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Ann Thorac Surg. 2003 Dec;76(6):1884-8.

Comparison of tracheal and nasal chondrocytes for tissue engineering of the trachea.

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  • 1Laboratory for Tissue Engineering and Regenerative Medicine, Brigham & Women's Hospital, Harvard Medical School, Boston, Massachusetts 02115, USA. kojima@zeus.bwh.harvard.edu



This study was undertaken to evaluate the feasibility of creating engineered tracheal equivalents grown in the shape of cylindrical cartilaginous structures using sheep nasal cartilage-derived chondrocytes. We also tested sheep tracheal and nasal septum for cell yield and quality of the engineered cartilage each produced.


Nasal septum and tracheal tissue were harvested from sheep. Chondrocytes from each were separately isolated from the tissues and suspended in culture media. Tracheal and nasal chondrocytes were seeded onto separate polyglycolic acid matrices. Cell-polymer constructs were cultured for 1 week and then wrapped around a 7-mm diameter x 30-mm length silicon tube and implanted subcutaneously on the back of nude mice for 8 weeks (each, n = 6). Both of the tissue-engineered tracheas (TET) were harvested and analyzed for histological, biochemical, and biomechanical properties. These values were compared with native sheep trachea.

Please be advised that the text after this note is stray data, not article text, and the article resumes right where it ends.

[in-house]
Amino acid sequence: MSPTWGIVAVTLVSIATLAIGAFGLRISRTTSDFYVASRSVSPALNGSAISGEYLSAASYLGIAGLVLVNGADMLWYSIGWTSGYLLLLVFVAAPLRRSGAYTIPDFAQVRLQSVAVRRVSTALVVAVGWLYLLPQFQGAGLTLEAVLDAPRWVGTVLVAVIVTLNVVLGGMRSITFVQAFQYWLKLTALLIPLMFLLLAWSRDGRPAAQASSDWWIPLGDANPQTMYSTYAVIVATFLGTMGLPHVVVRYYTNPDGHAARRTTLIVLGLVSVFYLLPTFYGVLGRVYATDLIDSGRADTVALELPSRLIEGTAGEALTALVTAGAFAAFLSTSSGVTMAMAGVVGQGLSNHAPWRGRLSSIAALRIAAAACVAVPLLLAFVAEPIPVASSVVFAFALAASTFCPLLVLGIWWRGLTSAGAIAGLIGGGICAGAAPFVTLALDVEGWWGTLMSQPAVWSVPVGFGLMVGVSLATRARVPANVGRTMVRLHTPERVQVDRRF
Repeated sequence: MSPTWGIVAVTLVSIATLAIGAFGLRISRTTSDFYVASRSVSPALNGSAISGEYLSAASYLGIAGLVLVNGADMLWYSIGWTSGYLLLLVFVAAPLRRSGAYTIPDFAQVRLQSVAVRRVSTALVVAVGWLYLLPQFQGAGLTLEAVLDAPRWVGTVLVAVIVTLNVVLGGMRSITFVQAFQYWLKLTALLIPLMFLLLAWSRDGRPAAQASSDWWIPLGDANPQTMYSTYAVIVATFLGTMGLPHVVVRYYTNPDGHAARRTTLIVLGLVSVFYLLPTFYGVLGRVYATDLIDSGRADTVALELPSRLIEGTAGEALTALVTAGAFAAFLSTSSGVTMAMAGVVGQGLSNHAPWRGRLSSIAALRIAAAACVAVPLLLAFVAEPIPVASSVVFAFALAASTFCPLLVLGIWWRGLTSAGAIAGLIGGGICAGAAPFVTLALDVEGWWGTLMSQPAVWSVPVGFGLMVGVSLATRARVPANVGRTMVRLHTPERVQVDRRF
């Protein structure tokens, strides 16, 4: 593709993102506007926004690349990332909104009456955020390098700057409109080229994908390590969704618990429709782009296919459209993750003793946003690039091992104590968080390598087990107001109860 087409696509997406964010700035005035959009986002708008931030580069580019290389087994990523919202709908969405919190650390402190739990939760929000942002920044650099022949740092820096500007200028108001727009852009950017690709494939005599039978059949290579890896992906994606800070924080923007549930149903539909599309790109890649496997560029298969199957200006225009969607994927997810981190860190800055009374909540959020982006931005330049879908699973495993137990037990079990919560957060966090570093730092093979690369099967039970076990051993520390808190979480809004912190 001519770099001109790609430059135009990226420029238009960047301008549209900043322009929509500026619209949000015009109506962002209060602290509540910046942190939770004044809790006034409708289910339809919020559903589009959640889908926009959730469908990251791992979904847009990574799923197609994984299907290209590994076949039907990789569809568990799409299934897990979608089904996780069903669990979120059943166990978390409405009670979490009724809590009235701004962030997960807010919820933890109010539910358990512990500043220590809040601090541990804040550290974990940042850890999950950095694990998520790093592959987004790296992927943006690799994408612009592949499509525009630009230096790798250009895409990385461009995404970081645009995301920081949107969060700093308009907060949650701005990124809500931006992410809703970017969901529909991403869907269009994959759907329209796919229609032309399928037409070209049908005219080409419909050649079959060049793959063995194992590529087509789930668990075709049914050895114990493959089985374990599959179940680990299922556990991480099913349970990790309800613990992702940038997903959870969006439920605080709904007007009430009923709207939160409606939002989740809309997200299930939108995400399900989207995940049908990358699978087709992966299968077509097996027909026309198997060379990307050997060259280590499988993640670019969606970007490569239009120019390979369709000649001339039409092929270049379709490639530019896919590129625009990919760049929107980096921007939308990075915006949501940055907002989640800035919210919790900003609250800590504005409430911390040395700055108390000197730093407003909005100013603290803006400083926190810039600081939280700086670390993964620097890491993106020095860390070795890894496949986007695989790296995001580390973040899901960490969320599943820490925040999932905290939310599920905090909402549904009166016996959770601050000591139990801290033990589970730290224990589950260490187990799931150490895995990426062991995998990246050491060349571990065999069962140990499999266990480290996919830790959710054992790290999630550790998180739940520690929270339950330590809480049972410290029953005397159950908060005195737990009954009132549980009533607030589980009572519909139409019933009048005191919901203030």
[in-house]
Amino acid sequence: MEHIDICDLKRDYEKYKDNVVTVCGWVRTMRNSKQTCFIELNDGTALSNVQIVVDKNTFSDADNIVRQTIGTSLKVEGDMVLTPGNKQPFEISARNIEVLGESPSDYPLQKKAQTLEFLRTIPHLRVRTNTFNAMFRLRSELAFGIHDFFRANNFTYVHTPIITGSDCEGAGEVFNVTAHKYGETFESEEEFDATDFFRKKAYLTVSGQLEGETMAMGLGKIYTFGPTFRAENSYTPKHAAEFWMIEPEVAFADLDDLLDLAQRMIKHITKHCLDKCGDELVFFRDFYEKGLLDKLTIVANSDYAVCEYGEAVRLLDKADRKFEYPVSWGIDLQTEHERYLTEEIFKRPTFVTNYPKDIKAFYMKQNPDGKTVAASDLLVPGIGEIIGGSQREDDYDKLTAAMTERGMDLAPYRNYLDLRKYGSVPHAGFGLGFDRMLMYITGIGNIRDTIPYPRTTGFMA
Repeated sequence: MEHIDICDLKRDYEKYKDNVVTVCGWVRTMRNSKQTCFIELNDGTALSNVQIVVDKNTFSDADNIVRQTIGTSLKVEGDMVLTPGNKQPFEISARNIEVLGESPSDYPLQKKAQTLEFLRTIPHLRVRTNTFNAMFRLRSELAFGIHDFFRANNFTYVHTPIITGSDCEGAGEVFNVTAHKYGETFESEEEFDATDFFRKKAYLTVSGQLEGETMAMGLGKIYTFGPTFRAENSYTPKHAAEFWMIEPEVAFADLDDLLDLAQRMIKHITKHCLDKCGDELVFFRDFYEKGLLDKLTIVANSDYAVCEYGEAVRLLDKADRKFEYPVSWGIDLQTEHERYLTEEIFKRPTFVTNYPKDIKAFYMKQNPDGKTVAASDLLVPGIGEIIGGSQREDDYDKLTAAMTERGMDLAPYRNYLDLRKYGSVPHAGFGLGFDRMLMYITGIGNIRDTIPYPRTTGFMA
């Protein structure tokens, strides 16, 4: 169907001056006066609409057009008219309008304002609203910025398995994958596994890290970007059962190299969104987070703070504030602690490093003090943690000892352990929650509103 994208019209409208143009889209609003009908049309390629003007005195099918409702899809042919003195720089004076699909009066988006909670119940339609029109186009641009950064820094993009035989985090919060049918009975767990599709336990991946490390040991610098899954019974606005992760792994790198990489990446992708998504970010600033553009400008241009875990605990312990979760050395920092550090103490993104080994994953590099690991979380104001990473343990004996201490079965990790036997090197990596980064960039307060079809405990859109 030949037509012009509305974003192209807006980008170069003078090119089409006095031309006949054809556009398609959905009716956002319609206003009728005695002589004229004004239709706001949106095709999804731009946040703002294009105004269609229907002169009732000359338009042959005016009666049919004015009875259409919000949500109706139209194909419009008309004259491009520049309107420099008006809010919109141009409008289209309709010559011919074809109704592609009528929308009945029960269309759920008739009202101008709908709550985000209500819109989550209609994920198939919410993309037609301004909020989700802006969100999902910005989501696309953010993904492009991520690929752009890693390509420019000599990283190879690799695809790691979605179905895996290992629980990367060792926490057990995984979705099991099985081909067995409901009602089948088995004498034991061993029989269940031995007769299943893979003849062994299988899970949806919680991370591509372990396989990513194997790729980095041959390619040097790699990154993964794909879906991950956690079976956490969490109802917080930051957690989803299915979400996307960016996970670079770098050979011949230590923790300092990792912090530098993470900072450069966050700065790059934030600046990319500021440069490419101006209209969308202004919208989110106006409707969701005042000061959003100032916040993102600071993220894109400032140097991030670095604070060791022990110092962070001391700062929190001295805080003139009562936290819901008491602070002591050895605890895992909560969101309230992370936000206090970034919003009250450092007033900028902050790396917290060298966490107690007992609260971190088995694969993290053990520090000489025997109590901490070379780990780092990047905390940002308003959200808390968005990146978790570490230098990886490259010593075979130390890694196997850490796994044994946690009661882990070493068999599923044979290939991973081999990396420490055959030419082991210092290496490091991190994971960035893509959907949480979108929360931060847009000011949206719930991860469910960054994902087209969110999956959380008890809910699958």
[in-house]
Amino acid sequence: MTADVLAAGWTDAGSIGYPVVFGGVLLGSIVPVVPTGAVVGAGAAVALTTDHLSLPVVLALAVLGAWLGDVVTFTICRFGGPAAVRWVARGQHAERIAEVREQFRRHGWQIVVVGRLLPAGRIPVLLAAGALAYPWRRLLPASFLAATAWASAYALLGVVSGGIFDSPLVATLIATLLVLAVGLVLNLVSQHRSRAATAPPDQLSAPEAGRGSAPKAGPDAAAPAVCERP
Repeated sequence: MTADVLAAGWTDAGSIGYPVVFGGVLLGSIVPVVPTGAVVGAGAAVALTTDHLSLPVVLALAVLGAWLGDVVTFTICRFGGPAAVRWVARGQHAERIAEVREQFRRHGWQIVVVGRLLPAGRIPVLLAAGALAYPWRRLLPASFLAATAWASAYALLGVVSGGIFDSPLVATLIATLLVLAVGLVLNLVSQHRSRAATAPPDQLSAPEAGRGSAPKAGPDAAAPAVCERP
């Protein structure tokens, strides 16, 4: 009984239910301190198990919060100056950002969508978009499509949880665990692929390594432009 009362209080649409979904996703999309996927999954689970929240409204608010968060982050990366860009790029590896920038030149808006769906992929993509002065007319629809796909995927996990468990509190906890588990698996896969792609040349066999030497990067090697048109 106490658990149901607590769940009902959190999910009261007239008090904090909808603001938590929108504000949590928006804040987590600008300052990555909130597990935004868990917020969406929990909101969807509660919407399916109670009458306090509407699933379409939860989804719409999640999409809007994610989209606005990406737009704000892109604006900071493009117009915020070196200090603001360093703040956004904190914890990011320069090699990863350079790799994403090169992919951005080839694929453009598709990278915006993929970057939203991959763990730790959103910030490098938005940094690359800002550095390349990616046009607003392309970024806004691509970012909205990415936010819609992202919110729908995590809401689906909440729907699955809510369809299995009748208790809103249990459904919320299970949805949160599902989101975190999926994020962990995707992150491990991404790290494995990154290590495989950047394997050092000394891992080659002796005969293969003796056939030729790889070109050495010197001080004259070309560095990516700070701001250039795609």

The morphology and histology of both tracheal-chondrocyte TET and nasal-chondrocyte TET closely resembled that of native sheep trachea. Safranin-O staining showed that tissue-engineered cartilage was organized into lobules with round, angular lacunae, each containing a single chondrocyte. Chondrocytes from the trachea or nasal septum produced tissue with similar mechanical properties and had similar glycosaminoglycan and hydroxyproline content.


This study demonstrates that the property of TET using nasal chondrocytes is similar to that obtained using tracheal chondrocytes. This has the potential benefit of facilitating an autologous approach for repair of segmental tracheal defects using an easily obtained chondrocyte population.

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